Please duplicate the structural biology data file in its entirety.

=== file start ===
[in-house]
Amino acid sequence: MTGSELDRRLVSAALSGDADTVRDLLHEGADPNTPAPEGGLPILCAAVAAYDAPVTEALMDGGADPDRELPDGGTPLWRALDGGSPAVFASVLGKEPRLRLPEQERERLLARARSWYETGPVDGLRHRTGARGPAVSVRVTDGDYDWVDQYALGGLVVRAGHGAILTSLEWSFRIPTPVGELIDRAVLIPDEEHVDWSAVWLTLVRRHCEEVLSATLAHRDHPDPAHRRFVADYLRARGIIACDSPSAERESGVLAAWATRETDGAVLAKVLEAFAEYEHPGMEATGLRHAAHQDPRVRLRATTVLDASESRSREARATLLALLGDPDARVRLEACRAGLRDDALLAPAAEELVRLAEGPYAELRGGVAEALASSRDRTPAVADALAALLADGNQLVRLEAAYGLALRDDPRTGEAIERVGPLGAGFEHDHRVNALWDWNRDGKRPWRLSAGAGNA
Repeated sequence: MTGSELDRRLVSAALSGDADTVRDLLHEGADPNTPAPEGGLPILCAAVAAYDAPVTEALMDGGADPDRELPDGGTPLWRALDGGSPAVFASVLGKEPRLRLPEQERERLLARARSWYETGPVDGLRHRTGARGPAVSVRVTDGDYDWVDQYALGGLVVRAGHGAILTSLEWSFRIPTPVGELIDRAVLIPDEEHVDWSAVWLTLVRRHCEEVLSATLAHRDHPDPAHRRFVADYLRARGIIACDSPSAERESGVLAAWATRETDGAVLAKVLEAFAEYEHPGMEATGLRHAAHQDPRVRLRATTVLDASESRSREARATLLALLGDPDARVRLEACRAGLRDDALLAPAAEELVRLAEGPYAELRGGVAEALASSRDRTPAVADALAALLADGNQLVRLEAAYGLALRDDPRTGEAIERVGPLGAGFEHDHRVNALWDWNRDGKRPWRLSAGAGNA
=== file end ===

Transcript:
[in-house]
Amino acid sequence: MTGSELDRRLVSAALSGDADTVRDLLHEGADPNTPAPEGGLPILCAAVAAYDAPVTEALMDGGADPDRELPDGGTPLWRALDGGSPAVFASVLGKEPRLRLPEQERERLLARARSWYETGPVDGLRHRTGARGPAVSVRVTDGDYDWVDQYALGGLVVRAGHGAILTSLEWSFRIPTPVGELIDRAVLIPDEEHVDWSAVWLTLVRRHCEEVLSATLAHRDHPDPAHRRFVADYLRARGIIACDSPSAERESGVLAAWATRETDGAVLAKVLEAFAEYEHPGMEATGLRHAAHQDPRVRLRATTVLDASESRSREARATLLALLGDPDARVRLEACRAGLRDDALLAPAAEELVRLAEGPYAELRGGVAEALASSRDRTPAVADALAALLADGNQLVRLEAAYGLALRDDPRTGEAIERVGPLGAGFEHDHRVNALWDWNRDGKRPWRLSAGAGNA
Repeated sequence: MTGSELDRRLVSAALSGDADTVRDLLHEGADPNTPAPEGGLPILCAAVAAYDAPVTEALMDGGADPDRELPDGGTPLWRALDGGSPAVFASVLGKEPRLRLPEQERERLLARARSWYETGPVDGLRHRTGARGPAVSVRVTDGDYDWVDQYALGGLVVRAGHGAILTSLEWSFRIPTPVGELIDRAVLIPDEEHVDWSAVWLTLVRRHCEEVLSATLAHRDHPDPAHRRFVADYLRARGIIACDSPSAERESGVLAAWATRETDGAVLAKVLEAFAEYEHPGMEATGLRHAAHQDPRVRLRATTVLDASESRSREARATLLALLGDPDARVRLEACRAGLRDDALLAPAAEELVRLAEGPYAELRGGVAEALASSRDRTPAVADALAALLADGNQLVRLEAAYGLALRDDPRTGEAIERVGPLGAGFEHDHRVNALWDWNRDGKRPWRLSAGAGNA